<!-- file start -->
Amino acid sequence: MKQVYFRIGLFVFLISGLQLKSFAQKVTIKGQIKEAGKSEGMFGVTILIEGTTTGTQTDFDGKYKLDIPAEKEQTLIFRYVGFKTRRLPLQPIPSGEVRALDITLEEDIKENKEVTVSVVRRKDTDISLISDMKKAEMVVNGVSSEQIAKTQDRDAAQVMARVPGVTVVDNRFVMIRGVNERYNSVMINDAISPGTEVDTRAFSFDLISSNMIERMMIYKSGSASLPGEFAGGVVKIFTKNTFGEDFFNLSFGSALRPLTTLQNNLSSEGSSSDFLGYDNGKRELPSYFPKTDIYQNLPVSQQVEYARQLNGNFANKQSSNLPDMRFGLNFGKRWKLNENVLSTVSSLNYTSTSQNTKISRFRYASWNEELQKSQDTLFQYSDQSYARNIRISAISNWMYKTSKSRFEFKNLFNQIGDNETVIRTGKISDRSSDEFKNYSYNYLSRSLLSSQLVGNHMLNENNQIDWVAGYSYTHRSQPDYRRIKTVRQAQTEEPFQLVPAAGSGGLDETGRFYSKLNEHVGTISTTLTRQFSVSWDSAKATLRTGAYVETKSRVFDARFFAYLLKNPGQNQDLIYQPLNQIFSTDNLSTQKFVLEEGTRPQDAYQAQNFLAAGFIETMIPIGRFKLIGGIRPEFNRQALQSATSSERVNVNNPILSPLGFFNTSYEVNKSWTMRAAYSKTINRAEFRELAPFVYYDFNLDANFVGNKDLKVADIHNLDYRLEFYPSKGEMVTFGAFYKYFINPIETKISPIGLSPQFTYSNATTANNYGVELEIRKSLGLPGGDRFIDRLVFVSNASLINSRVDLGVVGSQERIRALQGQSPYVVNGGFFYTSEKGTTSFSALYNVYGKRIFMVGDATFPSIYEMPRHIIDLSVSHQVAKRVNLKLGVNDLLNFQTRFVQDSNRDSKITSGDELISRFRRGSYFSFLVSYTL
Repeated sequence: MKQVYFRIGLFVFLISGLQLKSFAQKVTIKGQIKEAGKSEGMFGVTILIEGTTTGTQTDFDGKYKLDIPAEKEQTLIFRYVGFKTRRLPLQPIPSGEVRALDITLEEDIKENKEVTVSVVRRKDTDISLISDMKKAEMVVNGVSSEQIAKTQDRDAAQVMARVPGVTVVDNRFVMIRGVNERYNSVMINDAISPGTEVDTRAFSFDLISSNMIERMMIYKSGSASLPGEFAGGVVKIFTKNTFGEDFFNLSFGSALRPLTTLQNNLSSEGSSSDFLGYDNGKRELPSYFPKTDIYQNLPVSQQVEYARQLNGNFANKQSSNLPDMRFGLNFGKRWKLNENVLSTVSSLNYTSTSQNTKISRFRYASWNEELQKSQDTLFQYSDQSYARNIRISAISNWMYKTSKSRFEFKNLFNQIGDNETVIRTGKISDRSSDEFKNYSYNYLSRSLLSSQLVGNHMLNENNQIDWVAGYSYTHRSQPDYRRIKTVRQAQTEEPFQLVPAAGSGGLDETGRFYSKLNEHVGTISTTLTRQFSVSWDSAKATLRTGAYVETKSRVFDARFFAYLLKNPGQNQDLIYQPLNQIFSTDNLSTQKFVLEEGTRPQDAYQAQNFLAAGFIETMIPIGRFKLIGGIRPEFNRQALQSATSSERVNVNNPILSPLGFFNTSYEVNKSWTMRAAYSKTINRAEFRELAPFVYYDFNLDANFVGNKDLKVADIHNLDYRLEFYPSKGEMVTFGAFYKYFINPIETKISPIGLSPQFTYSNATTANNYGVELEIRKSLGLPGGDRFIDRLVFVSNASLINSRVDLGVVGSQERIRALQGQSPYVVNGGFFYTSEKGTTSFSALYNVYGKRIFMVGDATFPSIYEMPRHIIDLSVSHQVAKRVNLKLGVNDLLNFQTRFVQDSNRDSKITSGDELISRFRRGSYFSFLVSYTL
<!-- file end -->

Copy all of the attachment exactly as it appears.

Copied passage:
Amino acid sequence: MKQVYFRIGLFVFLISGLQLKSFAQKVTIKGQIKEAGKSEGMFGVTILIEGTTTGTQTDFDGKYKLDIPAEKEQTLIFRYVGFKTRRLPLQPIPSGEVRALDITLEEDIKENKEVTVSVVRRKDTDISLISDMKKAEMVVNGVSSEQIAKTQDRDAAQVMARVPGVTVVDNRFVMIRGVNERYNSVMINDAISPGTEVDTRAFSFDLISSNMIERMMIYKSGSASLPGEFAGGVVKIFTKNTFGEDFFNLSFGSALRPLTTLQNNLSSEGSSSDFLGYDNGKRELPSYFPKTDIYQNLPVSQQVEYARQLNGNFANKQSSNLPDMRFGLNFGKRWKLNENVLSTVSSLNYTSTSQNTKISRFRYASWNEELQKSQDTLFQYSDQSYARNIRISAISNWMYKTSKSRFEFKNLFNQIGDNETVIRTGKISDRSSDEFKNYSYNYLSRSLLSSQLVGNHMLNENNQIDWVAGYSYTHRSQPDYRRIKTVRQAQTEEPFQLVPAAGSGGLDETGRFYSKLNEHVGTISTTLTRQFSVSWDSAKATLRTGAYVETKSRVFDARFFAYLLKNPGQNQDLIYQPLNQIFSTDNLSTQKFVLEEGTRPQDAYQAQNFLAAGFIETMIPIGRFKLIGGIRPEFNRQALQSATSSERVNVNNPILSPLGFFNTSYEVNKSWTMRAAYSKTINRAEFRELAPFVYYDFNLDANFVGNKDLKVADIHNLDYRLEFYPSKGEMVTFGAFYKYFINPIETKISPIGLSPQFTYSNATTANNYGVELEIRKSLGLPGGDRFIDRLVFVSNASLINSRVDLGVVGSQERIRALQGQSPYVVNGGFFYTSEKGTTSFSALYNVYGKRIFMVGDATFPSIYEMPRHIIDLSVSHQVAKRVNLKLGVNDLLNFQTRFVQDSNRDSKITSGDELISRFRRGSYFSFLVSYTL
Repeated sequence: MKQVYFRIGLFVFLISGLQLKSFAQKVTIKGQIKEAGKSEGMFGVTILIEGTTTGTQTDFDGKYKLDIPAEKEQTLIFRYVGFKTRRLPLQPIPSGEVRALDITLEEDIKENKEVTVSVVRRKDTDISLISDMKKAEMVVNGVSSEQIAKTQDRDAAQVMARVPGVTVVDNRFVMIRGVNERYNSVMINDAISPGTEVDTRAFSFDLISSNMIERMMIYKSGSASLPGEFAGGVVKIFTKNTFGEDFFNLSFGSALRPLTTLQNNLSSEGSSSDFLGYDNGKRELPSYFPKTDIYQNLPVSQQVEYARQLNGNFANKQSSNLPDMRFGLNFGKRWKLNENVLSTVSSLNYTSTSQNTKISRFRYASWNEELQKSQDTLFQYSDQSYARNIRISAISNWMYKTSKSRFEFKNLFNQIGDNETVIRTGKISDRSSDEFKNYSYNYLSRSLLSSQLVGNHMLNENNQIDWVAGYSYTHRSQPDYRRIKTVRQAQTEEPFQLVPAAGSGGLDETGRFYSKLNEHVGTISTTLTRQFSVSWDSAKATLRTGAYVETKSRVFDARFFAYLLKNPGQNQDLIYQPLNQIFSTDNLSTQKFVLEEGTRPQDAYQAQNFLAAGFIETMIPIGRFKLIGGIRPEFNRQALQSATSSERVNVNNPILSPLGFFNTSYEVNKSWTMRAAYSKTINRAEFRELAPFVYYDFNLDANFVGNKDLKVADIHNLDYRLEFYPSKGEMVTFGAFYKYFINPIETKISPIGLSPQFTYSNATTANNYGVELEIRKSLGLPGGDRFIDRLVFVSNASLINSRVDLGVVGSQERIRALQGQSPYVVNGGFFYTSEKGTTSFSALYNVYGKRIFMVGDATFPSIYEMPRHIIDLSVSHQVAKRVNLKLGVNDLLNFQTRFVQDSNRDSKITSGDELISRFRRGSYFSFLVSYTL